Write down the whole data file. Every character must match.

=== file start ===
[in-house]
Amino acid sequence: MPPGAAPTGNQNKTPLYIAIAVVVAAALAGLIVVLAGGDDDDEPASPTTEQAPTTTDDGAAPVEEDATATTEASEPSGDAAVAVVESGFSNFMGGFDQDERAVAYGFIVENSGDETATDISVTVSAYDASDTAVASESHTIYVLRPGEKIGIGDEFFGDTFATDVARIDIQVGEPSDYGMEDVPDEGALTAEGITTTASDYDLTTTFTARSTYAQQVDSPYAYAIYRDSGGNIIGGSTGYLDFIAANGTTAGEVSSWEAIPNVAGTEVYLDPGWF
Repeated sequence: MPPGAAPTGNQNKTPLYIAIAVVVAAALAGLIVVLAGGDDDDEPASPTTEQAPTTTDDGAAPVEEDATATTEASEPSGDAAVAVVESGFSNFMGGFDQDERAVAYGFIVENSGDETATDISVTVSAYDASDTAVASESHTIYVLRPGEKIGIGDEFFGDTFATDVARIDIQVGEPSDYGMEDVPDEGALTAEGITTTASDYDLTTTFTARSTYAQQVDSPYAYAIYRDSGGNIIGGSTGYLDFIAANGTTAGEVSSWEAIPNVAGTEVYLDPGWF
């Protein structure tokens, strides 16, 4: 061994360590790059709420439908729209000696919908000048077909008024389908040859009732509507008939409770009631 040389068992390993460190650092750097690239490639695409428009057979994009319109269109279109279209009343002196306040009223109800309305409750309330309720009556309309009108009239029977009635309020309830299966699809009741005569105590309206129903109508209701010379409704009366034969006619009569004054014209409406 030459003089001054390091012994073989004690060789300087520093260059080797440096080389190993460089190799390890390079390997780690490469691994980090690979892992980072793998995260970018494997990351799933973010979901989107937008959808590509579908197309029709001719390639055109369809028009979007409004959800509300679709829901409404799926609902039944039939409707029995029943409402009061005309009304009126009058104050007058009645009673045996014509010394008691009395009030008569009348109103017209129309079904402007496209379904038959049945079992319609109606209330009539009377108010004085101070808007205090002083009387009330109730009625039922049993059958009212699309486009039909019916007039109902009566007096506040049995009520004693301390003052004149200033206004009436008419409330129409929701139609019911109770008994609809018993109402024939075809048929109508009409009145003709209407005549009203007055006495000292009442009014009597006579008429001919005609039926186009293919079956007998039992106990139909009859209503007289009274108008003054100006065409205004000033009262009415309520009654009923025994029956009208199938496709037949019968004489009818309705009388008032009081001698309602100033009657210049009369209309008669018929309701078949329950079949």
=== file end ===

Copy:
[in-house]
Amino acid sequence: MPPGAAPTGNQNKTPLYIAIAVVVAAALAGLIVVLAGGDDDDEPASPTTEQAPTTTDDGAAPVEEDATATTEASEPSGDAAVAVVESGFSNFMGGFDQDERAVAYGFIVENSGDETATDISVTVSAYDASDTAVASESHTIYVLRPGEKIGIGDEFFGDTFATDVARIDIQVGEPSDYGMEDVPDEGALTAEGITTTASDYDLTTTFTARSTYAQQVDSPYAYAIYRDSGGNIIGGSTGYLDFIAANGTTAGEVSSWEAIPNVAGTEVYLDPGWF
Repeated sequence: MPPGAAPTGNQNKTPLYIAIAVVVAAALAGLIVVLAGGDDDDEPASPTTEQAPTTTDDGAAPVEEDATATTEASEPSGDAAVAVVESGFSNFMGGFDQDERAVAYGFIVENSGDETATDISVTVSAYDASDTAVASESHTIYVLRPGEKIGIGDEFFGDTFATDVARIDIQVGEPSDYGMEDVPDEGALTAEGITTTASDYDLTTTFTARSTYAQQVDSPYAYAIYRDSGGNIIGGSTGYLDFIAANGTTAGEVSSWEAIPNVAGTEVYLDPGWF
């Protein structure tokens, strides 16, 4: 061994360590790059709420439908729209000696919908000048077909008024389908040859009732509507008939409770009631 040389068992390993460190650092750097690239490639695409428009057979994009319109269109279109279209009343002196306040009223109800309305409750309330309720009556309309009108009239029977009635309020309830299966699809009741005569105590309206129903109508209701010379409704009366034969006619009569004054014209409406 030459003089001054390091012994073989004690060789300087520093260059080797440096080389190993460089190799390890390079390997780690490469691994980090690979892992980072793998995260970018494997990351799933973010979901989107937008959808590509579908197309029709001719390639055109369809028009979007409004959800509300679709829901409404799926609902039944039939409707029995029943409402009061005309009304009126009058104050007058009645009673045996014509010394008691009395009030008569009348109103017209129309079904402007496209379904038959049945079992319609109606209330009539009377108010004085101070808007205090002083009387009330109730009625039922049993059958009212699309486009039909019916007039109902009566007096506040049995009520004693301390003052004149200033206004009436008419409330129409929701139609019911109770008994609809018993109402024939075809048929109508009409009145003709209407005549009203007055006495000292009442009014009597006579008429001919005609039926186009293919079956007998039992106990139909009859209503007289009274108008003054100006065409205004000033009262009415309520009654009923025994029956009208199938496709037949019968004489009818309705009388008032009081001698309602100033009657210049009369209309008669018929309701078949329950079949």